English | 2023 | ISBN: 978-0138221980 | 390 Pages | EPUB | 21 MB
Learn How to Better Understand Distributed System Design and Solve Common Problems
Enterprises today rely on a range of distributed software handling data storage, messaging, system management, and compute capability. Distributed system designs need to be implemented in some programming language, and there are common problems that these implementations need to solve. These problems have common recurring solutions. A patterns approach is very suitable to describe these implementation aspects.
Patterns by nature are generic enough to cover a broad range of products from cloud services like Amazon S3 to message brokers like Apache Kafka to infrastructure frameworks like Kubernetes to databases like MongoDB or Actor frameworks like Akka. At the same time the pattern structure is specific enough to be able to show real code. The beauty of this approach is that even if the code structure is shown in one programming language (Java in this case), the structure applies to many other programming languages. Patterns also form a “system of names,” with each name having specific meaning in terms of the code structure.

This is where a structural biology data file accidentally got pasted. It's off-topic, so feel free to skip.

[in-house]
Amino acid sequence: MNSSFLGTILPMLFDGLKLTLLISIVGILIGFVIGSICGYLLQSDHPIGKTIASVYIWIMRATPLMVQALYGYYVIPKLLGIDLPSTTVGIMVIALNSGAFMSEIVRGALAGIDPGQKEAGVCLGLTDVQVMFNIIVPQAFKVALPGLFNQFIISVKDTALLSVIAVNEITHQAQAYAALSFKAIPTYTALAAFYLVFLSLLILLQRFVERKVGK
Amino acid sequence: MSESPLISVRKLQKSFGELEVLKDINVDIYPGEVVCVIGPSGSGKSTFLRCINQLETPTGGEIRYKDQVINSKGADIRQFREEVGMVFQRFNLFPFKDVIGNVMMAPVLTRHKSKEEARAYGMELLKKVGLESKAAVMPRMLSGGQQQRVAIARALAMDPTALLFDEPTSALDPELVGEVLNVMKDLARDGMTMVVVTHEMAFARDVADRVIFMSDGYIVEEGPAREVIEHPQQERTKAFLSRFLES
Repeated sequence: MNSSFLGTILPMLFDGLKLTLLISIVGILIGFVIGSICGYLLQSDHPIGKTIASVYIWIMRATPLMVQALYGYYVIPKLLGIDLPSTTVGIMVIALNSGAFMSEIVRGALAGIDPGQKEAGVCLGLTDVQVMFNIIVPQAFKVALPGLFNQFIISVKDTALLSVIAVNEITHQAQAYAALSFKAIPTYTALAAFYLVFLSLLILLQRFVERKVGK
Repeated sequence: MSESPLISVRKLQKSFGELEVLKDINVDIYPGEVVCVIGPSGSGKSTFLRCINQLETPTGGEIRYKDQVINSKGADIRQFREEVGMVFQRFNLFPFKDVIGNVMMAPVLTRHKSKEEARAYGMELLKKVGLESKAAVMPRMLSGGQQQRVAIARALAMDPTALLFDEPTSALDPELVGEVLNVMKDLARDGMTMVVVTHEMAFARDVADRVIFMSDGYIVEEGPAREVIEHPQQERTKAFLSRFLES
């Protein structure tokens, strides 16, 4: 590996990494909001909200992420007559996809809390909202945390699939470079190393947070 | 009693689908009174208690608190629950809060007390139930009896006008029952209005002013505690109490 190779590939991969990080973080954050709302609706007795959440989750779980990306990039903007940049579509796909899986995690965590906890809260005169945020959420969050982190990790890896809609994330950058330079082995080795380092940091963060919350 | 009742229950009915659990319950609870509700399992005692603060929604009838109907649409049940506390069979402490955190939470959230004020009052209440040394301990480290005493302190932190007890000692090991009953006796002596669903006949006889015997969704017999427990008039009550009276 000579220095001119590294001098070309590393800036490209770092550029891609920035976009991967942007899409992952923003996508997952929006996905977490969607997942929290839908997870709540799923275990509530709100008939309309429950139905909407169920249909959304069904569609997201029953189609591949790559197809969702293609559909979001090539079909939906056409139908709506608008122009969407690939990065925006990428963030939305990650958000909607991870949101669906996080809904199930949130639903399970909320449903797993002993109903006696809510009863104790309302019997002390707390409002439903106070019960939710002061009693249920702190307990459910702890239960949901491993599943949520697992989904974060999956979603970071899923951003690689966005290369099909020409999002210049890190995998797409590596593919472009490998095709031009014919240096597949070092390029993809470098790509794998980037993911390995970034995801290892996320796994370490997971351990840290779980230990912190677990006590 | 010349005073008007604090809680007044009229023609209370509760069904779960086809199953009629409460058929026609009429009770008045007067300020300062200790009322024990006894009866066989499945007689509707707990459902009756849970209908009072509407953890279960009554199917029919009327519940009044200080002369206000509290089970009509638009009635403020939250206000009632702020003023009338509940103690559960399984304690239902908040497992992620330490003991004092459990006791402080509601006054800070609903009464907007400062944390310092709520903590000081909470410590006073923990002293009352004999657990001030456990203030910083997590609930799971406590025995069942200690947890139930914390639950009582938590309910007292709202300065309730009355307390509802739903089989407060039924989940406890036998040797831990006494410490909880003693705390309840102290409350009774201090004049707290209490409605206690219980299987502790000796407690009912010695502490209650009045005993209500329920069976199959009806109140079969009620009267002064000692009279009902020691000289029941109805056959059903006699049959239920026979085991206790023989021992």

The set of patterns presented in Patterns of Distributed Systems will be useful to all developers–even if they are not directly involved in building these kinds of systems, and mostly use them as a black box. Learning these patterns will help readers develop a deeper understanding of the challenges presented by distributed systems and will also help them choose appropriate cloud services and products. Coverage includes Patterns of Data Replication, Patterns of Data Partitioning, Patterns of Distributed Time, Patterns of Cluster Management, and Patterns of Communication Between Nodes.
The patterns approach used here will help you
- Learn what a distributed system is and why distributed systems are needed
- Understand the implementation of a wide range of systems such as databases, in-memory data grids, message brokers, and various cloud services
- Prepare you to confidently traverse through open source codebases and discover how patterns and solutions map to real world systems like Kafka and Kubernetes
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